US Coins

ACEF assists agents in California seizure of fakes

Fake Peace dollars were among the approximately 40,000 counterfeit silver and gold coins seized on arrival in the Los Angeles area.

All images courtesy of Anti-Counterfeiting Educational Foundation.

Representatives of the Anti-Counterfeiting Educational Foundation and its Anti-Counterfeiting Task Force report that they recently assisted federal law enforcement agents with on-site numismatic expertise regarding more than 40,000 fake Morgan and Peace dollars, American Eagle silver bullion coins and Indian Head gold $2.50 coins that were seized in the Los Angeles area.

The assistance was provided at the request of the Secret Service, according to the ACEF.

“The counterfeits were intercepted from overseas shipments and seized during a two-month joint investigation by the Secret Service and U.S. Customs and Border Protection,” explained ACEF Anti-Counterfeiting director Doug Davis who flew from Dallas to California to assist investigators.

He and task force volunteer Lee Minshull of Palos Verdes, California, a long-time member of the Professional Numismatists Guild, met with federal investigators at the International Mail Facility in the Los Angeles suburb of Torrance, California. That is where approximately 1,700 packages of seized counterfeit coin shipments were stored.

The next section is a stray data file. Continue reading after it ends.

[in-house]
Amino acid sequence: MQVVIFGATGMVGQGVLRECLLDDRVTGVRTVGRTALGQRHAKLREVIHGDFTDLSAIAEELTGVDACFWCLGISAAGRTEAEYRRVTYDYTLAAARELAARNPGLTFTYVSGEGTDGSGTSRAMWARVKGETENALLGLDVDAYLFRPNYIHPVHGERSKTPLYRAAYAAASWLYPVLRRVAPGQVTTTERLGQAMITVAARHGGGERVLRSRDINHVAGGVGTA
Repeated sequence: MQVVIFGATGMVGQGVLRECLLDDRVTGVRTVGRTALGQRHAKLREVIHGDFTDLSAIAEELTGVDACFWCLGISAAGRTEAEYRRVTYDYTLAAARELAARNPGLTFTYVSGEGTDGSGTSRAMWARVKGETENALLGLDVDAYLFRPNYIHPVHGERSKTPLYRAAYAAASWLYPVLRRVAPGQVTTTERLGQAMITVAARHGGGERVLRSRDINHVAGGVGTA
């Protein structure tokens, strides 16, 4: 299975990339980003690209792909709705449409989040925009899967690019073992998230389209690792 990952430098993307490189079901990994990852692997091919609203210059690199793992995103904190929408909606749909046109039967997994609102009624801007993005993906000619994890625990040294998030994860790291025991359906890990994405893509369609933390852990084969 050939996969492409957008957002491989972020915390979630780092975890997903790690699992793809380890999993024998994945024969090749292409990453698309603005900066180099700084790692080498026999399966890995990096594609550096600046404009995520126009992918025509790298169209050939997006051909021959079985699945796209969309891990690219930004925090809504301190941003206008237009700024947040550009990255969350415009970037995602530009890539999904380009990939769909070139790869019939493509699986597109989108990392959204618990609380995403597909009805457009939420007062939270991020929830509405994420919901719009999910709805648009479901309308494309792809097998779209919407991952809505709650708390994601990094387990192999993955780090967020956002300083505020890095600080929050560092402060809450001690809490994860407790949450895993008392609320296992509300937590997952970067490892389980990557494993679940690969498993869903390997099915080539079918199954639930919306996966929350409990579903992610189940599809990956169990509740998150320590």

“There were numerous wheeled carts filled with packages that contained coins seized during the eight-week targeting operation. We were told that each package contained an average of 27 to 32 coins, all of them counterfeits,” Davis said.

“The quality of the hundreds of counterfeits we personally examined varied from good to very good, especially the counterfeit silver American Eagles,” Minshull stated. “It appears that the fakes we saw probably were made by three different counterfeit manufacturers. If they were genuine, the retail value of these 40,000-plus coins would be over $2 million.”

Davis said the coordination between ACEF/ACTF, the Secret Service and Customs and Border Protection “provided valuable intelligence information that supports our work in exposing the widespread proliferation of counterfeit coinage and precious metals into the U.S. marketplace. Most importantly, the success of this operation provides us with evidence to continue educating the higher-up administration within Secret Service, Customs, and Border Protection and other law enforcement agencies about the growing problem of counterfeits.”

This is only one of many cases during the past 12 months in which ACTF has provided numismatic experts to assist Secret Service and other Federal law enforcement agencies on counterfeit cases stretching across the United States, according to the ACEF.

“ACEF is playing an important role in aggressively identifying counterfeit manufacturers, organized groups, individuals, e-commerce, and social platforms selling counterfeit coins and precious metals.” As Davis emphasized, “the resources and experts ACEF has at its disposal to assist local, state, and federal agencies during the investigative process” are most important to enhance “expeditious indictments and prosecution.”

The Anti-Counterfeiting Educational Foundation ( and its volunteer task force depend entirely on the support of the numismatic profession and the hobby community. ACEF is a 501(c)(3) nonprofit corporation.

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